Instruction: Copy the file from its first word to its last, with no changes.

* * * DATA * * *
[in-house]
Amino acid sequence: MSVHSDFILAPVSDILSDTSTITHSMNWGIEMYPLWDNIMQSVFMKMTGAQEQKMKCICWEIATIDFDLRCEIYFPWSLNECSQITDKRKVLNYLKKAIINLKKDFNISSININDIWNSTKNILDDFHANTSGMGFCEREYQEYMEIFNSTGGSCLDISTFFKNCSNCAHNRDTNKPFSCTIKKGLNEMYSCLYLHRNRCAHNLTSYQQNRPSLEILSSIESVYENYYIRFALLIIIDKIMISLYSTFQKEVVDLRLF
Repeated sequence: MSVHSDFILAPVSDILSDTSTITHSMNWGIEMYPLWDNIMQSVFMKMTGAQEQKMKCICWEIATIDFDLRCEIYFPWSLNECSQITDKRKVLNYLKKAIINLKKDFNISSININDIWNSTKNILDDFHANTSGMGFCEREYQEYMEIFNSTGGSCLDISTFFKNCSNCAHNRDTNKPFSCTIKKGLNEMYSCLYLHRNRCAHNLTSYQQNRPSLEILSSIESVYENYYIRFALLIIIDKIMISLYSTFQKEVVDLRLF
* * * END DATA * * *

[in-house]
Amino acid sequence: MSVHSDFILAPVSDILSDTSTITHSMNWGIEMYPLWDNIMQSVFMKMTGAQEQKMKCICWEIATIDFDLRCEIYFPWSLNECSQITDKRKVLNYLKKAIINLKKDFNISSININDIWNSTKNILDDFHANTSGMGFCEREYQEYMEIFNSTGGSCLDISTFFKNCSNCAHNRDTNKPFSCTIKKGLNEMYSCLYLHRNRCAHNLTSYQQNRPSLEILSSIESVYENYYIRFALLIIIDKIMISLYSTFQKEVVDLRLF
Repeated sequence: MSVHSDFILAPVSDILSDTSTITHSMNWGIEMYPLWDNIMQSVFMKMTGAQEQKMKCICWEIATIDFDLRCEIYFPWSLNECSQITDKRKVLNYLKKAIINLKKDFNISSININDIWNSTKNILDDFHANTSGMGFCEREYQEYMEIFNSTGGSCLDISTFFKNCSNCAHNRDTNKPFSCTIKKGLNEMYSCLYLHRNRCAHNLTSYQQNRPSLEILSSIESVYENYYIRFALLIIIDKIMISLYSTFQKEVVDLRLF